In their preview of the forum, Tucker Carlson and Margaret Carlson
pointed out that Senator Bradley looks like he smokes a lot of
grass. Then they assured a surprised Judy Woodruff that the forum
wouldn't be about substance:
WOODRUFF: So you're saying we're not really talking about issues
here, even though that's what these questions are about? It's
going to be how are they relaxed, how are they comfortable?
MARGARET CARLSON: Well, a lot of television is how you come
across. And there's no time in these forums to really marshal
an argument or show how you would lead...You're really just conveying
yourself or an idea of yourself in little more than sound bites.
For what it's worth, Carlson had given a perfect glimpse of
how the press corps would cover the forum. For the next solid
week, the pundits did focus on explaining which hopeful had seemed
to be more relaxed. But responding to Margaret's vision, Tucker
took matters further. The analysts roared when they heard him
TUCKER CARLSON (continuing directly): Well, sure. If you want
a detailed examination of their positions, the candidates' positions,
you can read the newspapers, you can call the campaigns and get
one. I mean people who are really interested in what the candidates
thinks on specific issues probably already know by now. I think
really absolutely the bottom line is appearance and form and temperament,
etc. Those are the things that really count.
We thought this reply was astonishing. Again, the notion that
voters already know what candidates think on specific issues is
a fantasy out of bad civics texts. We hope it isn't even necessary
to argue about this peculiar claim. But we were specifically struck
by Carlson's idea of what an interested voter might do. If citizens
want to know what Bradley thinks on an issue, they can call
up Bradley's campaign and find out! What an outlook! This,
of course, frees the pundit class to do what they've done ever
since the Dem forumto comment on hopefuls' demeanor and clothes,
and tell us whose body language seemed more authentic.
Talk about "let them eat cake!" To these pundits,
voters can call around for information themselves, while the pundit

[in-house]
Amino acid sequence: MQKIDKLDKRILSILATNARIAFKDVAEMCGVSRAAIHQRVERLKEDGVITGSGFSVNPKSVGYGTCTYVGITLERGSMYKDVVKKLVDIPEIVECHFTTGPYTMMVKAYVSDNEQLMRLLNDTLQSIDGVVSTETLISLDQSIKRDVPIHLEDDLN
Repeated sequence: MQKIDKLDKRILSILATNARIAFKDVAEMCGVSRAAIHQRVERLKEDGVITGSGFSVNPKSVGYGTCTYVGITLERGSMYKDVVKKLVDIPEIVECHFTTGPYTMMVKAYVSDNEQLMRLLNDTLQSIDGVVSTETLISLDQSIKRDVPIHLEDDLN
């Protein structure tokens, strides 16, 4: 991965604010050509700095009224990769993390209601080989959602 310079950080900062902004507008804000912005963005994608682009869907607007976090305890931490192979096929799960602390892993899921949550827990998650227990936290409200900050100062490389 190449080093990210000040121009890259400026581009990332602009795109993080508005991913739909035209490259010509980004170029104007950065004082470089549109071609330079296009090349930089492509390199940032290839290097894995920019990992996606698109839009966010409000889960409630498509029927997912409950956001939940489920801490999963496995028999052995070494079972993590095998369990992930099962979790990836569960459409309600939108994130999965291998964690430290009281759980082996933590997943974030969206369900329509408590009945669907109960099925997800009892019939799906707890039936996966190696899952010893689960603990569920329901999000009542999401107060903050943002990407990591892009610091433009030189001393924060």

class discusses "form" and "appearance." But
one thing must be said in fairness. The Carlsons called their
shot this day, describing exactly how the press would react to
the Bradley/Gore town hall forum.
Tomorrow: On Capital Gang, Margaret Carlson explained
why the pundits hadn't talked about substance.
Biblio: A list of the Monday health care stories our
analysts now greedily devour:
USA Today: Gore, Bradley conflict on health care remedy.
New York Times: Health Care Brings Out Contrast in Candidates.
Wall Street Journal: Gore Attacks Bradley Prescription
for Health Care's Ill. Bob Davis and Laurie McGinley.
The Manchurian pundit: CelebCorps' skill at self-brainwashing
grows by the day. On Fox News Sunday two days ago, Mara
Liasson said the White House thought that Gore bested Bradley
at the forum. Neatly programmed Juan Williams replied:
WILLIAMS: That's evidence of self-delusion. I think everybody
and their mother think that Bill Bradley, just by standing up
there and trying to be offer some vision, really out-pointed Al
Gore, who was widely caricatured around the country as someone
who was being instructed on how to look casual and relaxed and
friendly and interactive...If you think Al Gore won that debate,
I think you're trippin'. [Panel laughter]
It would be hard to overstate the dumbness of this comment.
Gore was indeed "widely caricatured" around the countryby
Williams' pundit class. But, as we've stated before, a Gallup
poll was taken of New Hampshire Dems who actually watched the
town hall forum. The results were widely reported: 39% thought
Bradley won; 38% thought Gore won. 14% said the two were even.
9% had no opinion.
We've described in detail the way CelebCorps brainwashed itself
about the Dem forum. By last Sunday, Williams thought the event
had been such a rout that he had to resort to drug humor to drive
home the point. He told viewers that "everybody and their
mother" thought Bradley had won. He never mentioned the empirical
In any sector except the press corps, such groaning incompetence
is cause for quick firing. Bridges fall down when engineers work
like this. But we're lucky: engineers never do.